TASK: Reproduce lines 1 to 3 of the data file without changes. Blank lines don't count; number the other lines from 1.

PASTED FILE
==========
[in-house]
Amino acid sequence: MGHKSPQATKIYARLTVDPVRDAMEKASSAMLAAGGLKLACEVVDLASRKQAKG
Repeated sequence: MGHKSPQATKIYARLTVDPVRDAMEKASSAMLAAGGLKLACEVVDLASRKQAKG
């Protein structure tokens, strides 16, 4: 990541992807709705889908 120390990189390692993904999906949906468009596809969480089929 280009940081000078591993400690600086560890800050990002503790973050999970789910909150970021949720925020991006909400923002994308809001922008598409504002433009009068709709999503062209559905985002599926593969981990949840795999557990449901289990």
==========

[in-house]
Amino acid sequence: MGHKSPQATKIYARLTVDPVRDAMEKASSAMLAAGGLKLACEVVDLASRKQAKG
Repeated sequence: MGHKSPQATKIYARLTVDPVRDAMEKASSAMLAAGGLKLACEVVDLASRKQAKG